2CC WITH MARK PARTON
Member for Fraser
WEDNESDAY 17TH JULY 2013
TOPICS: Austerity, changes to fringe benefits tax, live exports
Mark Parton: Andrew Leigh is a thinker and he’s got a piece in the Canberra Times this morning about austerity measures, and he says that when the Great Depression hit the United States, US treasury secretary Andrew Mellon famously advocated austerity. His formula was simple – liquidate labour, liquidate stocks, liquidate the farmers, liquidate real estate – it’ll purge the rottenness out of the system. The theory behind austerity is elegant; Proponents argue that government crowds out business and the tax payers will equate spending cuts today with tax cuts tomorrow. There’ll be some short term pain as prices and wages fall, but from cuts will come growth and on the face of it, you can understand why they bought it as a concept back in the 1920s and 30s. But in its simplest form, it just doesn’t really work. Andrew Leigh joins us right now, of course, the federal member for Fraser here in the ACT. G’day Andrew
Andrew Leigh: G’day Mark
Mark Parton: You are obviously correct in what you say about the way that they dealt with the Depression in the 20s and 30s because it just died in the bum, it didn’t work at all did it? It extended it for such a long period of time.
Andrew Leigh: Yeah, all the way up until World War II in fact, Mark. I mean World War II is the only thing that eventually gets the developed world out of the Great Depression. The monetary policy makers in the era just fall apart.
Mark Parton: And you’ve basically suggested that the Conservative government in Britain at the moment is essentially heading down the same path.
Andrew Leigh: They are Mark. They’re terribly worried about debt, which is no bad thing in itself, but the consequence is that they’re cutting back so far that they’re hitting into growth. So they’re cutting back on hospital services, they’re cutting back on education services, they’re shutting down libraries. You’ve got about 10,000 more people in the UK homeless now than before. The result is that Britain’s got its slowest recovery than from any other crisis going back. Even slower, in fact, than Britain’s rate of recovery in the Great Depression itself.
Mark Parton: Andrew, I think that there’s truth in what you say, in that obviously austerity measures can harm. But I think that the great challenge here is finding the line that’s somewhere in the middle between reckless spending and cutting things back. There’s got to be a line in the centre somewhere doesn’t there?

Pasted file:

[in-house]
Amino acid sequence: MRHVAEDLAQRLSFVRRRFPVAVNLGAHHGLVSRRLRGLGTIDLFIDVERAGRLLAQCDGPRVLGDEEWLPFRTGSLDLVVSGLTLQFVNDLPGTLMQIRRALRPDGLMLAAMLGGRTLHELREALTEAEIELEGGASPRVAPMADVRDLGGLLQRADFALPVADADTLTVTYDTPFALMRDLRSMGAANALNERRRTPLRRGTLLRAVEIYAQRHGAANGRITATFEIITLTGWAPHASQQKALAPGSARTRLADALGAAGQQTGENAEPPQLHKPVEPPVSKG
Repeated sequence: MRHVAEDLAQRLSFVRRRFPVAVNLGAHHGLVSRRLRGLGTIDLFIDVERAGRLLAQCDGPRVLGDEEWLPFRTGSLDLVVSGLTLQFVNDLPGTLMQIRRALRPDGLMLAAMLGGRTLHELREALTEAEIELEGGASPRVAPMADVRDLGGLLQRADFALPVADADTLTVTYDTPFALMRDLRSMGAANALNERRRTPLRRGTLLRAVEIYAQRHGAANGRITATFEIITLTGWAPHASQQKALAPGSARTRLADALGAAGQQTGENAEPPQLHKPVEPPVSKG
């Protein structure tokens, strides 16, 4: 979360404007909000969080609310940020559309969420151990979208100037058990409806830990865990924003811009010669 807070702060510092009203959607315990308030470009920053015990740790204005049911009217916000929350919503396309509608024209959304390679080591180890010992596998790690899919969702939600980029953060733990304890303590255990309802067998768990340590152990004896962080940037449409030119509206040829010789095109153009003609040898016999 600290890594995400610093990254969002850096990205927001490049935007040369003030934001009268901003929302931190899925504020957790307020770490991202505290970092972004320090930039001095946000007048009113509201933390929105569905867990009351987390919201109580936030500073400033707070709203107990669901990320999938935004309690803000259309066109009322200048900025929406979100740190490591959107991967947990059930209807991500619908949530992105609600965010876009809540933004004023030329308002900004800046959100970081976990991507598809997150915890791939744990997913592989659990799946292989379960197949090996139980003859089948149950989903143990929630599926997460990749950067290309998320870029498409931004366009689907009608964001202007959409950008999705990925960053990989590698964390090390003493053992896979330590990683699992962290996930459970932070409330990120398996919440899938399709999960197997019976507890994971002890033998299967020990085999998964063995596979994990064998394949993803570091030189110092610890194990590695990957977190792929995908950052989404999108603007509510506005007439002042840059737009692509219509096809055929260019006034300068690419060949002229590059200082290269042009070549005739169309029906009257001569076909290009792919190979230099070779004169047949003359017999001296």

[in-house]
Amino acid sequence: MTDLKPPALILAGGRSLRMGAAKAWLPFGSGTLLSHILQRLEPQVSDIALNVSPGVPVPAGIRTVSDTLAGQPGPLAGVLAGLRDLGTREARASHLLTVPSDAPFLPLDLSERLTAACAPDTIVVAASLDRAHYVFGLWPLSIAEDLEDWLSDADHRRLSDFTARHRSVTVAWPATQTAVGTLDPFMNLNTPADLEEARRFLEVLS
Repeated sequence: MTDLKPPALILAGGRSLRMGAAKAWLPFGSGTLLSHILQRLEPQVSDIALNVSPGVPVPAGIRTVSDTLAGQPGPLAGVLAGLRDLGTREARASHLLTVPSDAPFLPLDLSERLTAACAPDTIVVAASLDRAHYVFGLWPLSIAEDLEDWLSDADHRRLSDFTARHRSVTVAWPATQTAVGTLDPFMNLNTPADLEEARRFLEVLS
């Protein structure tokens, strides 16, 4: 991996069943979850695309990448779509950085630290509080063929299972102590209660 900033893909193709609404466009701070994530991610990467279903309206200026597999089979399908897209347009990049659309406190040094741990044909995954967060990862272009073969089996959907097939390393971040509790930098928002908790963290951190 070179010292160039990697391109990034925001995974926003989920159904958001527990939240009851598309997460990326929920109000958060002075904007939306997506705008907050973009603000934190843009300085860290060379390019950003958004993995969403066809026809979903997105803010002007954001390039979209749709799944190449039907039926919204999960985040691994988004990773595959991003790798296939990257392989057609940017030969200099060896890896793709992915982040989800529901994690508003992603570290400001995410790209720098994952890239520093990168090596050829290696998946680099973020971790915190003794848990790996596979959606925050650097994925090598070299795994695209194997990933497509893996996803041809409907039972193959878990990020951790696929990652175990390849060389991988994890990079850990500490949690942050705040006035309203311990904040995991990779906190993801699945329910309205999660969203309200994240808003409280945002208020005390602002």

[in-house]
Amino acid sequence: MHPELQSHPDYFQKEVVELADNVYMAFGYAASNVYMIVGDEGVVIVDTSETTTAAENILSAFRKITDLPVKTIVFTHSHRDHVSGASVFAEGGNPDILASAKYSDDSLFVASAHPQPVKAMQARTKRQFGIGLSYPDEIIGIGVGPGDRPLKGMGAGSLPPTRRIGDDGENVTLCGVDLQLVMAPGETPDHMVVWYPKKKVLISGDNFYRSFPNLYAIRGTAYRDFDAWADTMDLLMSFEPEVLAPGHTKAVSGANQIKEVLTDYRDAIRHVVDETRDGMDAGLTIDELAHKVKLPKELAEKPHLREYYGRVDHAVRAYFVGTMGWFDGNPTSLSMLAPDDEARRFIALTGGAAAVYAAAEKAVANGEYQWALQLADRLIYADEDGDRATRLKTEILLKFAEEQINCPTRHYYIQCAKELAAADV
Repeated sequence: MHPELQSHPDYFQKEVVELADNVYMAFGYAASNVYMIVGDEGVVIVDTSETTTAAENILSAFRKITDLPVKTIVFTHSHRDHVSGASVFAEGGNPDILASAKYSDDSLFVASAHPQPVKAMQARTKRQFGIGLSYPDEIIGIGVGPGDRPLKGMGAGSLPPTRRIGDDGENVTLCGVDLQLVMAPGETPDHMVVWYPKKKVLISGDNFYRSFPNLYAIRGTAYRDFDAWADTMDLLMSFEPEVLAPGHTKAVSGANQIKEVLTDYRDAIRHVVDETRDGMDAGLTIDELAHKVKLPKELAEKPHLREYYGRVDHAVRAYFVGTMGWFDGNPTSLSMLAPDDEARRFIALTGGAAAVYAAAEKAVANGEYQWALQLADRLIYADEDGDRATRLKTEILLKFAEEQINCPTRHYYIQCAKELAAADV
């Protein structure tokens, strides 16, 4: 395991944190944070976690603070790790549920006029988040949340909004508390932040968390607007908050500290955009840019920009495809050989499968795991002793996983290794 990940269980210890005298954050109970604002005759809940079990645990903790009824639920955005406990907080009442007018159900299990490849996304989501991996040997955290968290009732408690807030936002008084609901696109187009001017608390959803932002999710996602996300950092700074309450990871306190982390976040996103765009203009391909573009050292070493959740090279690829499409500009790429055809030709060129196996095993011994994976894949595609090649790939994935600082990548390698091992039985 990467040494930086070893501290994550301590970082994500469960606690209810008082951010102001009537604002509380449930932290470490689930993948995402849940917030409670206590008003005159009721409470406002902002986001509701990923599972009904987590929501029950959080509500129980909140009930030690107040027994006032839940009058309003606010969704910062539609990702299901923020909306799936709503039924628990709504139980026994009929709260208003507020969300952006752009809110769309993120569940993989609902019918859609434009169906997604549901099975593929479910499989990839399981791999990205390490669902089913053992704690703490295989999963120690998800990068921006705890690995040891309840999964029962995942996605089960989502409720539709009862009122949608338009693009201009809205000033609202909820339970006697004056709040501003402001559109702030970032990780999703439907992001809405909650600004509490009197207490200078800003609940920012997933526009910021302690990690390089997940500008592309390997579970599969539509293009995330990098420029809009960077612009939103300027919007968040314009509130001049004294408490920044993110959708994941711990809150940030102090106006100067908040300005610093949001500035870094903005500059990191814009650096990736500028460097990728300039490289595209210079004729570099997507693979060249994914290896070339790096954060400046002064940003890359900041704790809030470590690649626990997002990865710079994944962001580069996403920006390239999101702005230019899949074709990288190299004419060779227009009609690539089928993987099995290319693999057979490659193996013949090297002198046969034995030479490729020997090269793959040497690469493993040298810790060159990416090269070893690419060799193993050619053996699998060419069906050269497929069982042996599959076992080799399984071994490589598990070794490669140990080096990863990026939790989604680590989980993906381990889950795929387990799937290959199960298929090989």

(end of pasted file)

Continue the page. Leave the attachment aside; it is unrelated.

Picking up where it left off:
Andrew Leigh: That’s right Mark so, you know, we made savings this week, for example, on tightening rules around fringe benefits allowances for cars. We believe that that’s a responsible saving and I would [inaudible]…
Mark Parton: Do you seriously think it’s a responsible saving Andrew? Because the mail that I’ve got this morning is that Australia’s largest leasing companies have stopped deliveries of new cars, as of now, until at least next week, until they can assess the impact of the Rudd government’s overhaul of company car tax rules.
Andrew Leigh: Well Mark, we’ve known for a while that the fringe benefits tax arrangements were problematic from an environmental standpoint, That they were encouraging people to drive too far because they had these thresholds. What we’re saying now is that you can have your car under the log book method and you’ll get the appropriate tax rebates according to how far you drive it, but you won’t simply get a bigger tax rebate for picking out a bigger car.
Mark Parton: Which again, all sounds sensible but isn’t there the chance that you could do the same to the car industry, exactly the same as, for argument’s sake, what you’ve done to the live cattle industry?
Andrew Leigh: Well, the live cattle industry has a much better future for actually getting its supply chains right Mark, so I’d dispute you on that one. I think it was a real risk for that whole industry if we’d gone on as we were before.
Mark Parton: Just, I mean this Smart Salary have issued a bulletin to dealers. It went out late yesterday, ordering them to halt deliveries until further notice. This email distributed says, “due to the uncertainty, and until we have further clarification of details from the Department of Treasury, all settlements are to be suspended as of close of business today, Tuesday 16th of July.”
Andrew Leigh: Mark, I’m sure people want to make sure that they’re buying a car under the right arrangements and if people end up waiting a week to make sure that they’re still making the right decision on a sale that sounds pretty sensible to me. But I don’t think people ought to be worried about moving to a log book method. Certainly many firms are already using log books to assess business use. So that’s, I think, a reasonable savings measure. You know what I’m trying to do in the piece in the Canberra Times today is to contrast that with cut backs that see patients on oxygen getting fewer visits from district nurses. These sorts of across the board cuts to really vital services which seem to have driven Britain just about back into recession.
Mark Parton: Andrew, always good to get you on the radio. Thanks for coming along. Andrew Leigh, the federal member for Fraser.
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